Sen. Edward Markey beat back an insurgent challenge from Congressman Joseph Kennedy III on Tuesday in decisive fashion, surpassing Kennedy by a margin of 59-40 percent in Boston, according to unofficial results posted by the city’s Election department.
Markey, who at 74 has spent more than four decades in Congress, successfully defined himself as a progressive champion, using endorsements from people like U.S. Rep. Alexandria Ocasio-Cortez and his co-sponsorship of the Green New Deal to endear himself to young, liberal voters.
“The time to be timid is past. The age of incrementalism is over. Now is our moment to think big, to build big, to be big. This is what this election is all about. This is what this moment demands,” Markey declared in a victory speech outside the Malden Public Library.
The primary victory puts Markey in the pole position to win another six-year term in November. He will face Kevin O’Connor, a Dover resident and Boston attorney who defeated right-wing provocateur Shiva Ayyadurai in the Republican primary.
Kennedy, who is the grandson of Robert F. Kennedy, the son of a former Congressman and the first Kennedy to lose a political race in Massachusetts, started his campaign with an advantage in the polls and fundraising, but saw both leads evaporate as COVID-19 upended the race and he struggled to convince Democrats that Markey deserved to be forced into retirement.
Kennedy, when he called Markey to concede, trailed the senator 55 percent to 45 percent with less than half the vote counted. He spent considerable time campaigning in Dorchester in recent days. On election eve, his campaign rallied in the parking lot of IBEW Local 103. On Election Day, Kennedy finished his campaign with a late-afternoon visit to the 13-10 polling station at the Cristo Rey School on Savin Hill, where he greeted voters with Boston City Councillor Frank Baker.
Kennedy performed well in some parts of Dorchester and Mattapan. At the triple-precinct Mildred Avenue polling station in Mattapan, Kennedy was the clear winner, 971-452 over Markey.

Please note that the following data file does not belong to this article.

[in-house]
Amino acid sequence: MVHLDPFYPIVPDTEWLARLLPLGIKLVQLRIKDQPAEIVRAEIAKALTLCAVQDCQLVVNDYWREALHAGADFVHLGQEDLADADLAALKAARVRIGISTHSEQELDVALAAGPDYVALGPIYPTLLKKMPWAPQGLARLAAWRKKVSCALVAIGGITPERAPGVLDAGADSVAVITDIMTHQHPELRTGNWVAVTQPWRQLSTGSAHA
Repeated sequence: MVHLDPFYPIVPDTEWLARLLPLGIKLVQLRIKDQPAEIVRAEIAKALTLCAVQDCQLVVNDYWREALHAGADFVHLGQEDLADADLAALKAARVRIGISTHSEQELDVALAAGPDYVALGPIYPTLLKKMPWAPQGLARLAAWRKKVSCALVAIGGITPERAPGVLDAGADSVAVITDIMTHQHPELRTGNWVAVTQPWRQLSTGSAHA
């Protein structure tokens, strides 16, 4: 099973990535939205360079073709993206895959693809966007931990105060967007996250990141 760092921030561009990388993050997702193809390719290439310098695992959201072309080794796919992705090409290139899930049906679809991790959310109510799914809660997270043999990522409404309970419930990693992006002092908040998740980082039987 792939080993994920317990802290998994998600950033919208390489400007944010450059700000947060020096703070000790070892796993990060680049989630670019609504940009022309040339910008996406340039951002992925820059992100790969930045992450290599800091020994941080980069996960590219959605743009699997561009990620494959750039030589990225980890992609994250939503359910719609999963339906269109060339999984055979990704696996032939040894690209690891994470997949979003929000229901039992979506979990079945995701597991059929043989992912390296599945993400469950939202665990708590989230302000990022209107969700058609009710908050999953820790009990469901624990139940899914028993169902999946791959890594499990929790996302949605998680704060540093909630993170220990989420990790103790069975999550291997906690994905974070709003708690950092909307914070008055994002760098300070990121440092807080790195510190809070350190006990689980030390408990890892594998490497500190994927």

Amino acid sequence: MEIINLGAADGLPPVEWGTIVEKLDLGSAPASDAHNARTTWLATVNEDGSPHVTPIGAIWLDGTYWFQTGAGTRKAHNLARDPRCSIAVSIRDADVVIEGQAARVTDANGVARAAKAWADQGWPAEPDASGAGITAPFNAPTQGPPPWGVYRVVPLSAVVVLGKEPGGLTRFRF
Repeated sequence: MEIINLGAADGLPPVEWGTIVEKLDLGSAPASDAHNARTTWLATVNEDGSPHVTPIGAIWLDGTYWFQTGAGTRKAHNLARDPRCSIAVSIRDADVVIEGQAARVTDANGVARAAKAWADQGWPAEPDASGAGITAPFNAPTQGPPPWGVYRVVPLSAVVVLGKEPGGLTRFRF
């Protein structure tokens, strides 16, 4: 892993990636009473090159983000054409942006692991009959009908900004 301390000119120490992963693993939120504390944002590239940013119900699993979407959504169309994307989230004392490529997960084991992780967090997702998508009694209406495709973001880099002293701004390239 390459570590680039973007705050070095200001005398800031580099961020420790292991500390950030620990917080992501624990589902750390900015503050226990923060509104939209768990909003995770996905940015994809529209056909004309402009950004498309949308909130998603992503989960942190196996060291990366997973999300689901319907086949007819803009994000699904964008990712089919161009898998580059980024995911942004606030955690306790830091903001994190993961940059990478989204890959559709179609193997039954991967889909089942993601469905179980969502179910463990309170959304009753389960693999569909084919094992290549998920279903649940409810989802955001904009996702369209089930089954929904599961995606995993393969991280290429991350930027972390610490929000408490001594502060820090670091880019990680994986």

Kennedy won Dorchester by a margin of roughly 52-47, according to an analysis of unofficial returns posted by the City of Boston. He won the most precincts in wards 14 and 15, while Markey was the top vote-getter in Ward 16 and in parts of Ward 13. The incumbent showed strength elsewhere, beating Kennedy by smaller margins in Neponset, Lower Mills, St. Mark’s Area, Ashmont-Adams and Fields Corner. Markey piled on much bigger margins in other parts of Boston, Cambridge, Somerville, and in suburban communities, including Kennedy’s own home base, Newton.
A few hours later, in a concession speech outside his Watertown headquarters, Kennedy said he did not regret taking the risk of challenging an incumbent of his own party, and told his supporters, “I know that we are not done.”
“It’s worth being in the ring. It’s worth the fight,” he said, offering advice to his two small children.
Kennedy also called his family “role models” after he said his famous last name “was invoked far more often than I anticipated in this race.”
“You are my example of what public service should be and can be when it is done with courage and grit,” Kennedy said.
The outcome leaves Kennedy with an uncertain future in politics. Just two years ago as a third-term Congressman, Kennedy was tapped by Speaker Nancy Pelosi to deliver the Democratic response to the State of the Union and appeared to be a leader on the rise.
Now, he is out of politics, at least for the time being.
Both Kennedy and Markey spent over $10 million each on their races, flooding the airwaves with ads, and super PACs on both sides added to the arms race as the campaign got contentious in the closing weeks.
Over the course of multiple debates, the two Democrats tangled over Markey’s votes on crime and immigration bills, and Kennedy’s evolving position on Medicare for All. But the two really diverged less over policy than personality, and how the power and prestige of a Senate seat should be wielded.
The outcome also marked another big win for top Markey advisor John Walsh, who in 2006 helped elect Deval Patrick, who ran as a Beacon Hill outsider, as the state’s first African-American governor.
U.S. Rep. Stephen Lynch, of South Boston, also both won in their contested primaries. In Lynch’s case, the incumbent does not have a Republican challenger in November. He defeated Massachusetts General Hospital infectious disease physician Robbie Goldstein. In Boston, Lynch won about 54 percent of the vote to Goldstein’s 44 percent, according to unofficial results posted by the city Election department.
Senator Nick Collins was nominated for re-election in the First Suffolk district with roughly 74 percent of the vote over challenger Samuel Pierce.
Many local lawmakers— including State Rep. Dan Hunt, Liz Miranda, and Russell Holmes— were unopposed on Tuesday’s ballot.
Reporter Staff contributed to this report.